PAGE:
The federal securities laws impose affirmative duties on registered companies to supervise their employees in a manner reasonably calculated to prevent violations of the federal securities laws. See
15 U.S.C. § 78o(b)(4)(E) (authorizing enforcement actions under the Exchange Act against broker-dealers who fail to reasonably supervise their employees with a view towards preventing violations of federal securities laws); 15 U.S.C. §80b-3(e)(6) (authorizing enforcement actions under the Investment Advisers Act for failure to supervise employees in a manner reasonably designed to prevent violations of the federal securities laws). These provisions also authorize the SEC to initiate enforcement actions against companies and individual employees with supervisory authority who fail to fulfill their responsibility to adequately monitor employee conduct.
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Section 19(a) and Rule 19a-1 of the Investment Company Act require that dividend payments from mutual funds disclose the source of the payments to shareholders (“19(a) notices”). The purpose of the requirement is to ensure that investors are informed as to whether payments derive from fund income or a return of shareholder capital. The SEC has initiated enforcement actions against advisers or their affiliates for failure to enclose 19(a) notices with dividend payments.
The purchase or sale of securities on the basis of material, non-public information when the trader has a duty not to trade violates Section 10 of the Exchange Act and Rule 10b-5. Chiarella v. United States, 445 U.S. 222 (1980). The SEC has broad authority to police insider trading violations, and enforcement in this area has been of particular interest to Congress. Section 21A of the Exchange Act, for example, explicitly authorizes the SEC to seek increased penalties for insider trading violations. 15 U.S.C. § 78u-1. Advisers charged with trading portfolio securities must adhere to relevant insider trading prohibitions.
Insider trading has consistently been an enforcement priority of the SEC, and general examples of insider trading are addressed below. Two aspects of insider trader – insider trading by hedge funds and insider trading related to the use of expert networks, continue to be current priorities for the SEC. The Enforcement Division brought 58 insider trading cases in fiscal year 2013, comparable to the number of actions it brought in fiscal year 2012. These cases involved financial professionals, hedge fund managers, corporate insiders, attorneys, and government employees who unlawfully traded on material non-public information. See SEC 2013 Annual Report at 134-37, available at http://www.sec.gov/about/secpar/secafr2013.pdf#appendix.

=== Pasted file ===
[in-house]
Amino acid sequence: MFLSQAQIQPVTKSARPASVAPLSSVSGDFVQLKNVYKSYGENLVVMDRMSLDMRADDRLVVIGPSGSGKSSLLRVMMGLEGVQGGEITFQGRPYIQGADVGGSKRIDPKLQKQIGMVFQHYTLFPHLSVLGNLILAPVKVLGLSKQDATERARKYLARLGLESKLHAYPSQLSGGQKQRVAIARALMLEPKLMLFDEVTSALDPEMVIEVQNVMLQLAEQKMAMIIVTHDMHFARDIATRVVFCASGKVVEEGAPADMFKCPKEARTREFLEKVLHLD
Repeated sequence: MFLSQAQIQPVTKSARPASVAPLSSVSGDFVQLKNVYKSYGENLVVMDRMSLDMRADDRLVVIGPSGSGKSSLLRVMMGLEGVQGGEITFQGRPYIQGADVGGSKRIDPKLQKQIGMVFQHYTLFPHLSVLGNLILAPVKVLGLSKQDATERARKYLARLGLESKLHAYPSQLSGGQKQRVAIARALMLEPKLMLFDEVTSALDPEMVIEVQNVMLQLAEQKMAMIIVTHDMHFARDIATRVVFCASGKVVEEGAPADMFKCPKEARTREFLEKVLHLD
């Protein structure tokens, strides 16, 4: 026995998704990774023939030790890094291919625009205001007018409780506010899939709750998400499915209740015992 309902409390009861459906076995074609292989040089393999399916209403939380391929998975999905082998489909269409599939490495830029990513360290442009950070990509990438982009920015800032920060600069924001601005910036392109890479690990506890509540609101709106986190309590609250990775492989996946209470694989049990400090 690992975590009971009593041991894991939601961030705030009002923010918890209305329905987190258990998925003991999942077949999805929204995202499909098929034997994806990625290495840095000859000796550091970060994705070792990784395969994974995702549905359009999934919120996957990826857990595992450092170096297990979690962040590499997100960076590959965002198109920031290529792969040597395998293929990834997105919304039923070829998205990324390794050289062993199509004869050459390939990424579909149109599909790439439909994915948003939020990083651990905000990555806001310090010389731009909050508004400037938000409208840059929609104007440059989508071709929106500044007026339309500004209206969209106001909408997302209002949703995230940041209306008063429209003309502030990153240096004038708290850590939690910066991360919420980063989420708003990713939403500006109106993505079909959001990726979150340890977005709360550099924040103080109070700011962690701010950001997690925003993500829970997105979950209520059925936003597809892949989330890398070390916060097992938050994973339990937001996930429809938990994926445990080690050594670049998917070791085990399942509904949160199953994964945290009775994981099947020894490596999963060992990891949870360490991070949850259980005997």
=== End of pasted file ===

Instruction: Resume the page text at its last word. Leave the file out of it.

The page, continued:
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Section 206 of the Investment Advisers Act requires investment advisers to use care in responding to client requests for information.
An adviser’s acceptance of gifts or gratuities from broker-dealers or other affiliated personnel raises the possibility that the benefits conveyed may impair the adviser’s fiduciary obligations to place investor-client interests above his own. Gratuities from a broker to an adviser potentially may influence the adviser’s decision regarding where to direct brokerage execution. FINRA Rule 3220 expressly prohibits brokers from providing customers with gifts or gratuities worth more than $100.
Conflicts of interest and affiliated transactions have been the subject of on-going focus by the SEC, and this section addresses general examples of actions brought by the Commission.
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Rule 105 of Regulation M, “Short Selling in Connection with a Public Offering,” prohibits covering a short sale position with securities obtained in a public offering if the short sale occurred within the Rule 105 Restricted Period, which is the shorter of (1) five business days before the pricing and ending with the pricing; or (2) the period between the filing of a registration statement and the pricing. 17 C.F.R. § 242.105(a)(1).
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Investment Advisers Act Rule 204A-1 requires all investment advisers registered or required to be registered under section 203 of the Act to adopt a Code of Ethics to establish a standard of business conduct required of supervised persons and reflecting the adviser’s fiduciary obligations and those of its supervised persons. The Rule further requires that supervised persons execute a written acknowledgement of receipt of the firm’s Code of Ethics, and that the adviser retain the acknowledgements in accordance with the books and records requirements of Rule 204-2.